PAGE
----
Berry advocates mandatory training for owners of buy-to-let properties, an official website on tenants’ rights and inflation-capped rent increases — akin to those on rail fares. “I’m a private renter,” she says. “We’re becoming more common and we are growing up, but politicians don’t take enough notice of us. It’s a blind spot.”

The Knightsbridge bargain belt

Living a gemstone’s throw from Harrods is only for the rich, right? Wrong, says Marc von Grundherr, head of lettings at Benham & Reeves estate agency, who last month let a one-bedroom flat on Walton Street, near the Knightsbridge shopping mecca, for £480 a week. (Pictured above, it went for £550 a week last year.) That’s not much more than the £460 a week asked for a one-bedder at the swish new Dickens Yard development in Ealing, seven miles west.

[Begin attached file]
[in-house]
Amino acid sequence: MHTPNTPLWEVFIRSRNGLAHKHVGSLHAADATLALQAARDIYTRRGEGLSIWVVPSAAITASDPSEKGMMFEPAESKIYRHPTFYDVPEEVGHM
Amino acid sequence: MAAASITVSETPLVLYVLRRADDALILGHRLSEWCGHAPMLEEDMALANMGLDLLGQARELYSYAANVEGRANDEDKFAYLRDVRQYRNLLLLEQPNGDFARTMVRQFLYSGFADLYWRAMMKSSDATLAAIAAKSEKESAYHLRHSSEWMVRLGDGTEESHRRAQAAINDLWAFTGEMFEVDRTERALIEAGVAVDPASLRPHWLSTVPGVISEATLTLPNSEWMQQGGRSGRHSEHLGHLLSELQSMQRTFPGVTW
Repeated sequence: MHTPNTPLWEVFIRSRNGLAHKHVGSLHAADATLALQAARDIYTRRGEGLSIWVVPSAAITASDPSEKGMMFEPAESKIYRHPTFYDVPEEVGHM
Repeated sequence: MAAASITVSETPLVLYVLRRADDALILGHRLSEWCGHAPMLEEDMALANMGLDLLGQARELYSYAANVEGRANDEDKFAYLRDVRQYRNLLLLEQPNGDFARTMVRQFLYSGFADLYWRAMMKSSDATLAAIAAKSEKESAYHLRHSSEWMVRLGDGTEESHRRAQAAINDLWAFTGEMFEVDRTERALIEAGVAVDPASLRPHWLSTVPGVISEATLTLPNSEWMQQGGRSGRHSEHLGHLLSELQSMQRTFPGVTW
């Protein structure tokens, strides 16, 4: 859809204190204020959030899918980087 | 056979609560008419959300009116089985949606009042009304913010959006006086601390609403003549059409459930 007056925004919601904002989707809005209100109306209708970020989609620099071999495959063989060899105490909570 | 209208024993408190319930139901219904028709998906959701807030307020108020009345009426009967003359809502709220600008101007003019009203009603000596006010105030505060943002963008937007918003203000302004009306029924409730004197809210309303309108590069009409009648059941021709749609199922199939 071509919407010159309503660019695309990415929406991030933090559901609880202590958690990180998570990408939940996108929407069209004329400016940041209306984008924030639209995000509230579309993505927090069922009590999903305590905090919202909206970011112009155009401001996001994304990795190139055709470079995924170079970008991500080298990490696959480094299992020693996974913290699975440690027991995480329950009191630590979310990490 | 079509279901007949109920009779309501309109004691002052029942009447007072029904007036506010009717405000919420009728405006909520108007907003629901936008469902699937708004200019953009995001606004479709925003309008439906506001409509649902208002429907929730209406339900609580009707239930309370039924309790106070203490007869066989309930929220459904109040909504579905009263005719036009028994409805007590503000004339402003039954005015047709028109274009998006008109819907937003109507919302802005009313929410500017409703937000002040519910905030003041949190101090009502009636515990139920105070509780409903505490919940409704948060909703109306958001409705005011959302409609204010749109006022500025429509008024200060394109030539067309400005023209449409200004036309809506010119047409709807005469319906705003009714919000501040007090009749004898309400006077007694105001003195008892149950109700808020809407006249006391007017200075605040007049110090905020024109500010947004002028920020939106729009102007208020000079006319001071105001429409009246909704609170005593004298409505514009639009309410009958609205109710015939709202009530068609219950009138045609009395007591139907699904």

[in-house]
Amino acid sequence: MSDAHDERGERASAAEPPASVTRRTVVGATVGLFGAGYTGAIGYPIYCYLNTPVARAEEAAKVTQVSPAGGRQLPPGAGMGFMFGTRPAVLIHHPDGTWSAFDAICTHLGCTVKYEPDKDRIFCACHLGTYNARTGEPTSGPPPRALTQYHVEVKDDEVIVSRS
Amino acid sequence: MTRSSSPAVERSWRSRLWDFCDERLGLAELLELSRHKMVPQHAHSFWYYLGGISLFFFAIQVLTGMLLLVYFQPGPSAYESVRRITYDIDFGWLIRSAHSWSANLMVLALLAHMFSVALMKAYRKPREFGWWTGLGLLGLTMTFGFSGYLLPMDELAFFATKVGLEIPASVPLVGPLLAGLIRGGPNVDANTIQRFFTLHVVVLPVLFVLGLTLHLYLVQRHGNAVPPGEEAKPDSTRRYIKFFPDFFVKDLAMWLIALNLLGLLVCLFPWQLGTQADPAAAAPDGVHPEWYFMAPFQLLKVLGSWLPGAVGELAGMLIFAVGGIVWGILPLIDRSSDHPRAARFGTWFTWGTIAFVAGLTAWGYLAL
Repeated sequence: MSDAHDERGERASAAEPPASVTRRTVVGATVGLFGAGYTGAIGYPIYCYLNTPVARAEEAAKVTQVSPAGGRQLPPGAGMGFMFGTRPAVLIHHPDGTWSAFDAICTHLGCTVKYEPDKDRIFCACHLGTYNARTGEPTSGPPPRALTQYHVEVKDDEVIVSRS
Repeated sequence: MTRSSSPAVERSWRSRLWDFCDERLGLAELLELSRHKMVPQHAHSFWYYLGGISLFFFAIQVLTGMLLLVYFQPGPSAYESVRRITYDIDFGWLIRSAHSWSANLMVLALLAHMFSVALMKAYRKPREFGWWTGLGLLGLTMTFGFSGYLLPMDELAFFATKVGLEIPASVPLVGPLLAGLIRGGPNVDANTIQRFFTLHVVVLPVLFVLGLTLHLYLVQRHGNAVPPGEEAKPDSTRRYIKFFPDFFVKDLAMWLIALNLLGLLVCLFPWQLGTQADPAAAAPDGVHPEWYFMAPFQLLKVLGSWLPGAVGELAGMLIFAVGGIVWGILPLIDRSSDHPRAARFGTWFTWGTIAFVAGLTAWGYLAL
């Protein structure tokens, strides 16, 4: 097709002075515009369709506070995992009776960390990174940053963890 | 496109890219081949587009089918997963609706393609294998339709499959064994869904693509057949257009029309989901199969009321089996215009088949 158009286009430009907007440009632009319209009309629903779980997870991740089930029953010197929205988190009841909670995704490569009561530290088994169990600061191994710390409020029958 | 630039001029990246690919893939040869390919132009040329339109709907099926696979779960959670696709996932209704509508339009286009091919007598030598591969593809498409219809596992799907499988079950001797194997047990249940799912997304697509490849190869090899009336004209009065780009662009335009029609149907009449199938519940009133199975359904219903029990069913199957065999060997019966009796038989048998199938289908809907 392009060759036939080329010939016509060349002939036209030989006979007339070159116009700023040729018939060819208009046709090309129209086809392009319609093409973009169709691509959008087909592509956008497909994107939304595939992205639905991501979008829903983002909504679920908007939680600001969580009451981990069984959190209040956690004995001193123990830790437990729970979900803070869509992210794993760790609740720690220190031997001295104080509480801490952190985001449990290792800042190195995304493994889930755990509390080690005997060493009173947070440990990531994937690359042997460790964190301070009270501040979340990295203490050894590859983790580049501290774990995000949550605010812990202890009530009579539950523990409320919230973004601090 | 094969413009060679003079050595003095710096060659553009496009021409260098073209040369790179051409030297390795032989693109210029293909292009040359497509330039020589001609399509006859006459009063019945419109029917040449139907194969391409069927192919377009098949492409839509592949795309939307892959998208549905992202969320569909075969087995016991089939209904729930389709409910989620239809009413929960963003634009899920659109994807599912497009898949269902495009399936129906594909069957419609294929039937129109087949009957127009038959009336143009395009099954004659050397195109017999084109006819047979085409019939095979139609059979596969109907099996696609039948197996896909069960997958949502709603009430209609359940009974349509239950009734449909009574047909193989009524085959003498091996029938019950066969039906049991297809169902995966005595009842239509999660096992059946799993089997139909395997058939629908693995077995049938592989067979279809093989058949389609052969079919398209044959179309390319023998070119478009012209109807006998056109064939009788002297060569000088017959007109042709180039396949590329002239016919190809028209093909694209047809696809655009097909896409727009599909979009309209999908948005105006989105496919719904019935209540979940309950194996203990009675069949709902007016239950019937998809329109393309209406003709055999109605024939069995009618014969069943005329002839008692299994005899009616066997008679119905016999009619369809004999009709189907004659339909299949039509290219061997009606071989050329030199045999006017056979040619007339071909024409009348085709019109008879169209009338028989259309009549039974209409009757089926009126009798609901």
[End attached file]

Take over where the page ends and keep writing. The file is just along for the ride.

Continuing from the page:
“Many renters wouldn’t even consider Knightsbridge,” von Grundherr says. “It’s like walking past a BMW garage. You don’t even go in to ask about the prices, but walk straight on to VW — while, actually, BMW has a great deal on.”

Exclusive figures from the property data company LonRes show that average achieved rents in prime central London stalled between April and September, with a mere 0.2% rise. Those in Zones 2 to 4 increased by almost 6% in the same period.

“People looking to rent in prime central London will still pay more, but the gap has narrowed,” says Marcus Dixon, head of research at LonRes. “Once travel costs (and time) are taken into account, a central property may not be as unattainable as one might expect.”

Yet Lucy Morton, head of residential agency at WA Ellis and JLL, warns that central London rents for homes in “pristine condition” have not fallen — only those for “lower-quality” properties.

This article appeared in The Sunday Times Home on October 9, 2016